Dale and Shannon Hickman criminally negligent in not seeking professional care for their premature son
Jurors in the latest Oregon City faith healing trial reached a guilty verdict Thursday against Dale and Shannon Hickman. The Hickmans will be sentenced for second-degree manslaughter in failing to seek medical treatment for their son who was born two months premature.
Under the watch of unlicensed midwives who prayed and anointed the baby with oils when he turned grey in the last hour of his life, David Hickman lived less than nine hours during his birthday in September 2009.
From the beginning of legal sparring, lawyers on both sides made the crux of the case about whether a reasonable person would have called for professional help under the circumstances. This elevated the findings of experts and made much of the emotional testimony from the Hickmans and their brethren largely irrelevant to the case.
Defense attorneys Mark Cogan and John Neidig argued that the baby's condition came on suddenly and that their clients were singled out by association with the church whose members have been convicted under similar circumstances, most recently in a case earlier this summer. Prosecutors John Wentworth and Mike Regan of the Clackamas County District Attorney's Office emphasized that the Hickmans had plenty of time to call for professional help, knowing that their son was premature.
Although the Hickmans are members of the Followers of Christ Church in Oregon City, which is known for its refusal to seek medical care, the religious aspect was not the focus of the trial.
But this may be the last faith healing case to avoid using accused parents' beliefs as evidence. The Oregon Legislature passed a bill earlier this year to repeal the remaining religious exemptions for parents or guardians pertaining to medical care of sick children.
Giving the changing political climate and a previous acquittal, many Followers had hoped for a not-guilty verdict right up to the end of a dramatic trial that extended nearly three weeks.
Both sides managed to manipulate the data to their advantage in grilling Nicole Smith, an expert witness biostatistician with the Northwest Portland Area Indian Health Board. Of the 1,200 to 1,500 home births annually in the state, unlicensed midwives oversaw 240 to 300 of them. Only 40 unlicensed home births occurred in 2007 in Clackamas County.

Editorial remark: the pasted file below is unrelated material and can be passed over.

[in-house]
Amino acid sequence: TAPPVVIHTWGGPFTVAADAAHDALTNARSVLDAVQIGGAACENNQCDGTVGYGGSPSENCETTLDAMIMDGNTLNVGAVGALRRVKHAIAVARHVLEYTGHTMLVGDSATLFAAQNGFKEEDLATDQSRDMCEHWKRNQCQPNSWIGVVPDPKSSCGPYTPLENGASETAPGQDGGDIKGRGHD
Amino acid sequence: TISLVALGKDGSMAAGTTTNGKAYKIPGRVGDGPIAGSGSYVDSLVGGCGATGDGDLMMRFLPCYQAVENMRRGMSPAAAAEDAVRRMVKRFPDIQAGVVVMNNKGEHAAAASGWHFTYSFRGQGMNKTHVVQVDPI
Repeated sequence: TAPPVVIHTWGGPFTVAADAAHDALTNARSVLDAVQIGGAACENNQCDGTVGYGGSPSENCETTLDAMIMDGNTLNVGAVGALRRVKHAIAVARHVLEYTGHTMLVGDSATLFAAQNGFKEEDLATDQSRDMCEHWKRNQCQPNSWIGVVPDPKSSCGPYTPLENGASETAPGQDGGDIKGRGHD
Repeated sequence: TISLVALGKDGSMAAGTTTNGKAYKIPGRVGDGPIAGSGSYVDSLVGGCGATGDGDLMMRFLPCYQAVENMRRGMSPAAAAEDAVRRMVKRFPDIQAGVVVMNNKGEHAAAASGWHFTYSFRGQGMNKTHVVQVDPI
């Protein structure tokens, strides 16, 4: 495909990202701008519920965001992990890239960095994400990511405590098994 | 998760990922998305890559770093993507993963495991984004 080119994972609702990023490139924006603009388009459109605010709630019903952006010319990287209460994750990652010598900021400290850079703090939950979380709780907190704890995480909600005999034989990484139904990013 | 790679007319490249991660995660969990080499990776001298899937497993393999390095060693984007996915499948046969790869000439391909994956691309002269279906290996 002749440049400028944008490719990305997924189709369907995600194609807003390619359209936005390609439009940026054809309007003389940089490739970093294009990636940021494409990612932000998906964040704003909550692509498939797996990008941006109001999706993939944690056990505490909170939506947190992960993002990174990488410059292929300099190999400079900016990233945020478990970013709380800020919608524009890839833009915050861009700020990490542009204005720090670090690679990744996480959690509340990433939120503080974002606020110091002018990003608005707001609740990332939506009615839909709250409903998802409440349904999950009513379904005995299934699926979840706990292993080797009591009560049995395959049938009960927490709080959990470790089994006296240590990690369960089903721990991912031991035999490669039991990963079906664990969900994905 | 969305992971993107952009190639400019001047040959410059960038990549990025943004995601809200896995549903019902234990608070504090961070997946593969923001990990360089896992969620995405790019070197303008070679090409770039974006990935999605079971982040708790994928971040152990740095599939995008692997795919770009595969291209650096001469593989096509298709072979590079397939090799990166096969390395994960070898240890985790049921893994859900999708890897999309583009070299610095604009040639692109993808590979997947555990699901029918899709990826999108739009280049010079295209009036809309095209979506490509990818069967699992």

'Most parents provide medical care for their children,' Wentworth said.
Cogan pointed out the social norms trend more to unlicensed home births in Clackamas County. Midwives without licenses oversee almost half, or 43.5 percent, of home births in the county, compared to 27.3 percent of at-home births statewide.
Smith said it was unclear from the data whether the presence of a faith-healing church in Oregon City was skewing the data.
But experts such as Dr. Joseph W. Kaempf, a neonatologist for Northwest Permanente, likely weighed heavier in the minds of jurors by pointing out how organizations like March of Dimes have made it well known that the greater the prematurity, the greater the likelihood of death. Kaempf mentioned that home births are not recommended by the American College of Obstetrics and Gynecology, nor by the American Academy of Pediatrics, although non-licensed midwives attending births is legal in the state of Oregon.
Kaempf testified, 'So do we have home births? Yes. Can they be done safely? Yes. Are they recommended for any fetus with any complication? Absolutely not. Are they recommended anywhere in the United States or the first world by ACOG, AAP, similar organizations in Europe less than 35 weeks? Absolutely not.'
Holly Scholles, a licensed Estacada midwife, called the actions of the Hickmans under the circumstances 'unconscionable.' Scholles, who is also president of the Midwifery Education Accreditation Council, testified that legal obligations for midwives to call for help in such premature births stemmed from a longstanding professional tradition.